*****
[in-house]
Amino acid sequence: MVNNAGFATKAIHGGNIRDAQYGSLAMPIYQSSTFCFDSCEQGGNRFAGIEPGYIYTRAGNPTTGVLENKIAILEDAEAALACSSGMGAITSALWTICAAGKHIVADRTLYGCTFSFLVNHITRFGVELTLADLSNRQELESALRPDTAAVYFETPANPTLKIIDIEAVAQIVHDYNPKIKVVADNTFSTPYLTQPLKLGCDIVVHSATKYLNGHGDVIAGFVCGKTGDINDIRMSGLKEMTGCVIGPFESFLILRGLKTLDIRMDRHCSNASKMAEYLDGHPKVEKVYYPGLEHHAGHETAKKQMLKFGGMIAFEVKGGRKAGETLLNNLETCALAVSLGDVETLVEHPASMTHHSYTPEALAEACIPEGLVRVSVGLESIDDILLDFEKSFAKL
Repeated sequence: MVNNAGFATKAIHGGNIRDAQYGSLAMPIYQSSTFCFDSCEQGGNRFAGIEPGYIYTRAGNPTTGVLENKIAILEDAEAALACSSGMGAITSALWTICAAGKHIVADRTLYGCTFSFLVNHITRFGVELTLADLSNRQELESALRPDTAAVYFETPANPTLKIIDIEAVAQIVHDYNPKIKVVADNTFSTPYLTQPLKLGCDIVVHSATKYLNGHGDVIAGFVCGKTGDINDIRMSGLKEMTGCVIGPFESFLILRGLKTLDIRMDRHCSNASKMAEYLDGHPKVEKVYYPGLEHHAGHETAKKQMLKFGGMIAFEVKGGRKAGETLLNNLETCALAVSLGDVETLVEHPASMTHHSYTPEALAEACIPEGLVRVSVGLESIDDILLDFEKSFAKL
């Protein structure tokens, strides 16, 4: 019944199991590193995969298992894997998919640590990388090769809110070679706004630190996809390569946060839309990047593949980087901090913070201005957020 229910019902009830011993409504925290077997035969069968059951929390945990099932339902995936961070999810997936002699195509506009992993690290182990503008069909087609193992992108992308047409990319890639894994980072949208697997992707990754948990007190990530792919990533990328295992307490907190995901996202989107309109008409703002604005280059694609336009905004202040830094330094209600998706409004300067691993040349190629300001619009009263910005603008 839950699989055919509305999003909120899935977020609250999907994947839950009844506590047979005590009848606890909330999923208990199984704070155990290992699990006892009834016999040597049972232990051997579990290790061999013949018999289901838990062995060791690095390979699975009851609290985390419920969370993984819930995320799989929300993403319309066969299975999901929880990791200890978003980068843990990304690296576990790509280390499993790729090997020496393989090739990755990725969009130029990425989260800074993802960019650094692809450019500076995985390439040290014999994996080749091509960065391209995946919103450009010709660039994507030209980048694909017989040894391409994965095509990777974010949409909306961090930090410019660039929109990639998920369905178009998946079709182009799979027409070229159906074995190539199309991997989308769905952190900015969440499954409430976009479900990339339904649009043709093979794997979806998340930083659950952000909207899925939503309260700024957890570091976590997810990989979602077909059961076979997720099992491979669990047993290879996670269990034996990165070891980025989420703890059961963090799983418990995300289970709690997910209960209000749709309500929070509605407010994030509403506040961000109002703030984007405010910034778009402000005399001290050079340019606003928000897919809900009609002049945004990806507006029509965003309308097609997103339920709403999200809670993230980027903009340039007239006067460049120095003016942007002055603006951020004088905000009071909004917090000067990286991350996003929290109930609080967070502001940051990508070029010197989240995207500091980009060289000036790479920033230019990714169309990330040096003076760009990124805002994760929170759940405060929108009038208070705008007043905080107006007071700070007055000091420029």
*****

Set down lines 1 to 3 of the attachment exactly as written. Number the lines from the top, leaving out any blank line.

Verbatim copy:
[in-house]
Amino acid sequence: MVNNAGFATKAIHGGNIRDAQYGSLAMPIYQSSTFCFDSCEQGGNRFAGIEPGYIYTRAGNPTTGVLENKIAILEDAEAALACSSGMGAITSALWTICAAGKHIVADRTLYGCTFSFLVNHITRFGVELTLADLSNRQELESALRPDTAAVYFETPANPTLKIIDIEAVAQIVHDYNPKIKVVADNTFSTPYLTQPLKLGCDIVVHSATKYLNGHGDVIAGFVCGKTGDINDIRMSGLKEMTGCVIGPFESFLILRGLKTLDIRMDRHCSNASKMAEYLDGHPKVEKVYYPGLEHHAGHETAKKQMLKFGGMIAFEVKGGRKAGETLLNNLETCALAVSLGDVETLVEHPASMTHHSYTPEALAEACIPEGLVRVSVGLESIDDILLDFEKSFAKL
Repeated sequence: MVNNAGFATKAIHGGNIRDAQYGSLAMPIYQSSTFCFDSCEQGGNRFAGIEPGYIYTRAGNPTTGVLENKIAILEDAEAALACSSGMGAITSALWTICAAGKHIVADRTLYGCTFSFLVNHITRFGVELTLADLSNRQELESALRPDTAAVYFETPANPTLKIIDIEAVAQIVHDYNPKIKVVADNTFSTPYLTQPLKLGCDIVVHSATKYLNGHGDVIAGFVCGKTGDINDIRMSGLKEMTGCVIGPFESFLILRGLKTLDIRMDRHCSNASKMAEYLDGHPKVEKVYYPGLEHHAGHETAKKQMLKFGGMIAFEVKGGRKAGETLLNNLETCALAVSLGDVETLVEHPASMTHHSYTPEALAEACIPEGLVRVSVGLESIDDILLDFEKSFAKL